To fetch or not to fetch!?


Fetch is usually a quite stressful game for our dogs. There are tons of better ways to mentally and physically stimulate our dogs. We should always ask ourselves what were they actually bred to do and how can we satisfy that drive? The best example of ball-obsessed dogs is the Border Collie. They were bred to herd sheep. Can we replace this in real life without having sheep? Yes! :)

Why is fetch stressful?

If we look at our Predatory Motor Patterns or also called ‘Hunting Sequence’ we have the following steps:

  1. Track (very mentally stimulating)

  2. Eye/Stalk (starts raising the arousal level)

  3. Chase (very high in adrenaline)

  4. Grab (very high in adrenaline)

  5. Bite (very high in adrenaline)

  6. Shake/Kill bite (very high in adrenaline)

  7. Dissect (very calming)

  8. Eat (very satisfying)

When we now look at where Fetch takes place, it’s a constant repetition of just the high adrenaline activities. Fetch is considered as a goal-oriented activity rather than Play and is much more likely to turn into addiction and compulsive behaviour. Not all activities that humans consider play are in fact play, particularly when a dog is fixated by a ball. Some breeds are particularly at risk for developing an addiction to prey-oriented behaviour rituals. These breeds are outlined in Mechtild Kaufer’s ‘Canine Play Behavior: The Science of Dogs at Play’. The lines between innocent fun and addiction are blurry, but in a ball addict, the compulsion cannot be reversed and Kaufer describes some of the brain chemistry involved if you’d like some further reading.

Is your dog is desperate, frantic, anxious, over-excited, maybe obsessed with the ball? Whilst it is normal in the actual hunt for a wolf to run themselves to exhaustion, it is not normal for our dogs to run after a rubber ball as if their survival was dependant on it. After all, our wolves’ hunt is usually over after one pursuit as well. This life-or-death state of mind that our dogs are in when chasing the ball is stressful and not healthy at all, not even to mention the burden on their joints with the sudden stopping fetch entails.

The cortisol, or stress hormone, that your dog releases while playing fetch can take up to a week dissipate, so while they are physically exhausted, their brains are in overdrive.

It is much better to give our dogs mental and physical exercise that doesn’t increase their cortisol levels, at least not by much. Think of the exhaustion of running errand after errand on a stressful day vs. the exhaustion of having taken a nice hike in the hills. Let’s give our dogs opportunities to decompress, take them out on mooch-walks aka sniffaris. This will in fact even decrease their cortisol levels. Win Win!

If you have a Border Collie and you would like to learn more about your particular breed of dog and get more ideas of what drives them and how we can prevent lots of problem behaviours from occurring? Message us for a link to a free Webinar from Epic Dog.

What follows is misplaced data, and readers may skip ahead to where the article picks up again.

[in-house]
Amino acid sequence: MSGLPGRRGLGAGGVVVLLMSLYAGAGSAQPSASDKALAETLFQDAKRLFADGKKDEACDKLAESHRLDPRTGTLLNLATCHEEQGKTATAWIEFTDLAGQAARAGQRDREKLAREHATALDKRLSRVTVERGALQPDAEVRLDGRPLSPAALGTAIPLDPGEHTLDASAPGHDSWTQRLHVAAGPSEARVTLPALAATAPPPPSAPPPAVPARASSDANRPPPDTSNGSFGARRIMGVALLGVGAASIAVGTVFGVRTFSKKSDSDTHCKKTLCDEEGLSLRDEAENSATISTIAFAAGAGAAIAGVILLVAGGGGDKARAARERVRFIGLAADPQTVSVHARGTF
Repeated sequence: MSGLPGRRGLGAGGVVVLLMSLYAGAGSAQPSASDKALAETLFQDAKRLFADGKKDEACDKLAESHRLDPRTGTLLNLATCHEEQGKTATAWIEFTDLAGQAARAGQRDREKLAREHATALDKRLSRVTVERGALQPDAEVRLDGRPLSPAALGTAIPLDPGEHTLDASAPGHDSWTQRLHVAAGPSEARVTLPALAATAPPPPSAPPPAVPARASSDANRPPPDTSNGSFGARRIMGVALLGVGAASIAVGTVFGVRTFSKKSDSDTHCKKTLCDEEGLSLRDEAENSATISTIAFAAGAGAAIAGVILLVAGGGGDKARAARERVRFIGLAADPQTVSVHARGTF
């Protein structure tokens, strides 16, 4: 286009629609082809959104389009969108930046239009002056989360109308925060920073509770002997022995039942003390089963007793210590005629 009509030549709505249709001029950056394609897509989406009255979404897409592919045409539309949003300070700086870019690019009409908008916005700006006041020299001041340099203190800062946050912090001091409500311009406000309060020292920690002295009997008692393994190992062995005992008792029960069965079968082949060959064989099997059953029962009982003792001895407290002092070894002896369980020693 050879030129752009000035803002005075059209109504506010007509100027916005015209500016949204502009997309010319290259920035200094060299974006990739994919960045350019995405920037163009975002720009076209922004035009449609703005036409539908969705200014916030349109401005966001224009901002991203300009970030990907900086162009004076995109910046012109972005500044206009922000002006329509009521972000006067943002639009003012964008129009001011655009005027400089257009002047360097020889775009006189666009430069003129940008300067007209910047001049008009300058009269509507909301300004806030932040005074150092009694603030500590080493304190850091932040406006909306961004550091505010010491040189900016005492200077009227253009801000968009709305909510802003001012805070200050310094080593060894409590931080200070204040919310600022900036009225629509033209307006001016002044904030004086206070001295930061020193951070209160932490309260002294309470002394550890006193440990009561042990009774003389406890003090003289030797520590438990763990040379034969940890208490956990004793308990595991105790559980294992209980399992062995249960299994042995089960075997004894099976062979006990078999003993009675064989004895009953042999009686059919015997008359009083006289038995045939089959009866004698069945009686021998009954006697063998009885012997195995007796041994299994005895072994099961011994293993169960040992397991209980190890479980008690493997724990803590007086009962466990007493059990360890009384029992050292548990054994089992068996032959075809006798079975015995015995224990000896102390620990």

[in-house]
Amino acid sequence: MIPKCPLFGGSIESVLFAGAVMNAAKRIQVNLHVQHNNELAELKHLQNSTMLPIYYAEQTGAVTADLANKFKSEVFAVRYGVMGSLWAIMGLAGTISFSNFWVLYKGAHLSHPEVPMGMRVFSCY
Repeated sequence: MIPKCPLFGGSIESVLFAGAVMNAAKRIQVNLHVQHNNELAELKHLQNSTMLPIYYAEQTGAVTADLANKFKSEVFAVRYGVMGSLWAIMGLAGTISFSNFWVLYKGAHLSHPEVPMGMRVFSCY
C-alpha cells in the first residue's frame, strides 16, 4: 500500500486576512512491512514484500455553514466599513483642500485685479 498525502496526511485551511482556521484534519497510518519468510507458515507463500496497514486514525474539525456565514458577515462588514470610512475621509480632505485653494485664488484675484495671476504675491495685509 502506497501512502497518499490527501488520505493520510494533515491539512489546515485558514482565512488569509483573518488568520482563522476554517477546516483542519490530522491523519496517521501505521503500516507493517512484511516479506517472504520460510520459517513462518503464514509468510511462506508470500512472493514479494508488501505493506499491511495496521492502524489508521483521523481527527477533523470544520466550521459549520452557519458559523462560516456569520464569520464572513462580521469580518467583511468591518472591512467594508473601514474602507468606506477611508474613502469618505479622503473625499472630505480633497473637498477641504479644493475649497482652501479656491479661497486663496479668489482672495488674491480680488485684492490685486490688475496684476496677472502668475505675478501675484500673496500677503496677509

What are some other suggestions for our dogs' mental and physical stimulation?

  1. Playing tug! There are lots of rumours on the internet that you shouldn't play tug with your dog. This is not true! As long as there are some rules and boundaries in place and your dog doesn't snatch things out of your hand, jumps on you and nips/bites you and knows the "Drop" or "Out" cue, tug is a great game!

  2. Tracking! Letting our dogs use their nose is the best thing we can do. Whether that's on walks or even better through setup tracks where they find hidden toys or even people. What great fun!

  3. Nose Work! Teaching our dogs to indicate a certain smell (maybe garlic or marmite (not vegemite ;p) or cinnamon). They search areas and bags and sit down once they found the smell. Just like a real drug detection dog at the airport!

  4. Sheep Ball herding! Using our collies' herding instincts without having sheep. We teach them the same cues as if we were real shepherds, but all they herd is balls!

  5. Multi Fetch! Teaching our dogs to retrieve more than one toy at a time. This is more mind challenging and lots less stressful than the common fetch. Teach your dog to stay while you toss the balls into deep grass for instance and then release them to track and retrieve the different balls.

  6. Hill Walks! Choose areas that your dog doesn't normally get to explore and take them for a bit of a hike in the hills. Just be careful around sheep and rabbits if your dog is a hunter!

  7. Bike Rides! Did you know that we import the amazing Walky Dog Plus® Bike Attachment that allows you to safely bike your dogs even around streets? Watch here!

  8. Beach Walks! Do you normally go to the beach? Then choose some alternative locations for a change? Do you never go to the beach? Well, you should! Your dog will absolutely love it!

  9. Mooching! And of course most importantly our mooch walks: pop the dog on a long line, go somewhere with deep grass, lots of shrubs and let your dog enjoy all the smells!